Ransomware Task Force priorities see progress in first year

Ransomware Task Force priorities see progress in first year

This blog is part of our live coverage from RSA Conference 2022:

US President Joseph R. Biden Jr., The White House, and law enforcement agencies across the world paid close attention last year when a group of more than 60 cybersecurity experts launched the Ransomware Task Force, heeding the group’s advice on how to defend against ransomware attacks and deny cybercriminals their ill-gotten riches.

Of the Ransomware Task Force’s initial 48 recommendations—published in their report last year—12 have resulted in tangible action, while 29 have resulted in preliminary action, said Philip Reiner, chief executive officer for the Institute for Security and Technology and member of the Ransomware Task Force.

The progress, while encouraging, is not the end, Reiner said.

“Not enough has been done,” Reiner said. “There is still a great deal of work that remains to be done on this front to blunt the trajectory of this threat.”

At RSA Conference 2022, Reiner moderated a panel of other Ransomware Task Force members which included Cyber Threat Alliance President and CEO Michael Daniels, Institute for Security and Technology Chief Strategy Officer Megan Stiflel, and Resilience Chief Claims Officer Michael Phillips. The four discussed how separate levels of the government responded and acted on the five priority recommendations made by the Ransomware Task Force last year.

In short, many promising first steps have been made, the panelists said.

“Look at what the US government has done in the past year—the impressive speed at which [they’ve] organized and focused on the ransomware threat,” Daniels said. “Everything from presidential statements, to work in the international area, to convening a ransomware task force inside the government to start working on this issue.”

He continued: “I think it’s clear that governments are really engaged in this issue in a way that they weren’t just a couple of years ago.”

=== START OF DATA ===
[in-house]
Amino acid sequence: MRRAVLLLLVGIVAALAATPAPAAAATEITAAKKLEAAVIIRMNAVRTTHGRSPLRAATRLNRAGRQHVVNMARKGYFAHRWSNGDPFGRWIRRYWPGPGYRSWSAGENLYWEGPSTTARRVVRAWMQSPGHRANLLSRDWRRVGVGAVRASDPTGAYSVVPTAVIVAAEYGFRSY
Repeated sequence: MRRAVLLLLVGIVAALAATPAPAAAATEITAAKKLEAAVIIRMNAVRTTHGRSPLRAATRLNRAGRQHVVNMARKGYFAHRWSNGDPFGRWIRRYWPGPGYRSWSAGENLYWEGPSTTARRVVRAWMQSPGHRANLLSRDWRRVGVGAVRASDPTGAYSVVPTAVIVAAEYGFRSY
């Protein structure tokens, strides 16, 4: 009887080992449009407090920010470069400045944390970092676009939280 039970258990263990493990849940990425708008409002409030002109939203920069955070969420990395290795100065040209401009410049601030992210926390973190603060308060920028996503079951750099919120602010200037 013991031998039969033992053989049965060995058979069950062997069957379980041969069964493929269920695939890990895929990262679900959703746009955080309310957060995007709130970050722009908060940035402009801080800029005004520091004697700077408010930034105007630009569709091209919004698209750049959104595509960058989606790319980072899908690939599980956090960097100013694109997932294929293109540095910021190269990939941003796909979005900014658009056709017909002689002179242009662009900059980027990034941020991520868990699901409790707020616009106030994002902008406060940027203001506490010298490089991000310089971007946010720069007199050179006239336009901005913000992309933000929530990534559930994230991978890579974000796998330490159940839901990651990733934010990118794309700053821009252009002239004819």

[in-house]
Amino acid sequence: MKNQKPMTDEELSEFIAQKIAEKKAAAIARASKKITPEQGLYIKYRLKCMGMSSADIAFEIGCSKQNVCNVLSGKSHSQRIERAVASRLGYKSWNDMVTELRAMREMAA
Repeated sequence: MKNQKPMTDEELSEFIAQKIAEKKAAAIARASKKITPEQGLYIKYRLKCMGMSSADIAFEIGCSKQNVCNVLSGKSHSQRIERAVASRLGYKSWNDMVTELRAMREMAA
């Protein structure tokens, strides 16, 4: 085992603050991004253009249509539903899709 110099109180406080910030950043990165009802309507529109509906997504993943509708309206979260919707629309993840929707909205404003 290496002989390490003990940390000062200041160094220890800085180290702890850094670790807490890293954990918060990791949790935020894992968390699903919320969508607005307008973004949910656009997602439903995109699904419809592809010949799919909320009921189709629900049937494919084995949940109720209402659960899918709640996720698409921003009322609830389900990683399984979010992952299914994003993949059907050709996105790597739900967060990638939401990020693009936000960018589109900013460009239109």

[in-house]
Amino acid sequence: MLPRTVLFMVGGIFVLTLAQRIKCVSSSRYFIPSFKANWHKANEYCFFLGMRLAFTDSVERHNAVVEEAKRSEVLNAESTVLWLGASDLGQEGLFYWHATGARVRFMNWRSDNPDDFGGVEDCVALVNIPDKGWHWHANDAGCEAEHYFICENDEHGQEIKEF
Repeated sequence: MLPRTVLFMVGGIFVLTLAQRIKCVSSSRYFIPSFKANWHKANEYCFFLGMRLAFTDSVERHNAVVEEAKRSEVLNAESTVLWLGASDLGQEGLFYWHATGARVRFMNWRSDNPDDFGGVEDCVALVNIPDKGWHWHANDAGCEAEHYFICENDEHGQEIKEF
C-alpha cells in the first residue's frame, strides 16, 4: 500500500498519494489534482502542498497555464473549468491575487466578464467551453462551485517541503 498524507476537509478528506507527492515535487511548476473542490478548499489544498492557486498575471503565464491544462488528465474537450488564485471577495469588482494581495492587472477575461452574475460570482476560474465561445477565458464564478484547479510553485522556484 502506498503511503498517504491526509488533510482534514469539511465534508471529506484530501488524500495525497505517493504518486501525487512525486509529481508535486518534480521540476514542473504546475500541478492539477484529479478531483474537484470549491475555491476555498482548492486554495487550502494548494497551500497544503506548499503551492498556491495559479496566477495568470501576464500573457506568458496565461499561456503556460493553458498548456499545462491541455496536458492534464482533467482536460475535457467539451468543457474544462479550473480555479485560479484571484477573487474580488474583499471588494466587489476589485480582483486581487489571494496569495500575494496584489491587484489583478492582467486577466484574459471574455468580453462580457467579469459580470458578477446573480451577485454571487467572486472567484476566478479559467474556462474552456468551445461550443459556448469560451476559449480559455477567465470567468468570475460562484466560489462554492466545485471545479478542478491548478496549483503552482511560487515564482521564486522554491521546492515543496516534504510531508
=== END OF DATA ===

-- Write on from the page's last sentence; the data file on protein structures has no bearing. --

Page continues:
Last year, governments across the world collaborated together in taking down ransomware threat actors. In June 2021, Ukrainian law enforcement worked with investigators from South Korea to arrest members affiliated with the Clop ransomware gang, and months later, members of the FBI, the French National Gendarmerie, and the Ukrainian National Police arrested two individuals—and seized about $2 million—from an unnamed ransomware group.

Around the same time as the undisclosed arrests, President Biden traveled to Switzerland to speak at a cybersecurity summit that was also attended by Russia President Vladimir Putin. When the two met, Biden reportedly told Putin that the United States was willing to take “any necessary action” to defend US infrastructure. The US President’s statement came shortly after the ransomware attack on Colonial Pipeline, which was attributed to the cybercriminal group Darkside, which is believed to be located in Russia.

“I’m gonna be meeting with President Putin and so far there is no evidence, based on our intelligence people, that Russia is involved,” President Biden said of the attack at the time, according to reporting from the BBC. But, Biden added, “there’s evidence that the actors’ ransomware is in Russia—they have some responsibility to deal with this.”

Separately, Stifel from the Institute for Security and Technology welcomed recent developments—which may take many more years to solidify—to create a standardized format and timeline for companies and organizations to report ransomware attacks.

“It will be some time, and some of you may be retired by the time it’s in place,” Stifel said, “but it’s there. You have to start somewhere.”

The panelists also acknowledged recent government efforts to appropriate cybersecurity recovery and response funds in the latest infrastructure bill. While the Ransomware Task Force specifically asked for funds for ransomware recovery and response, a broad package of millions of dollars for overall cybersecurity events is still considered a win.

One underdeveloped priority area that every panelist stressed was the need for faster, more accurate data on ransomware attacks and recovery costs. Without a centralized database—and without a requirement to report both attacks and ransom payments—the government and cybersecurity companies are working with limited information.

The panelists also lamented the difficulties posed in trying to remove safe havens for ransomware actors. As the governments that already provide cover for ransomware groups have little to no impetus to change their positions, it’s up to global governments to start working together.

“I can see the US government trying to, internationally, build a collation of countries—not just US agencies, but multiple agencies across multiple jurisdictions at the same time,” Daniels said.

He continued: “This threat has become so large that no government can really just ignore it.”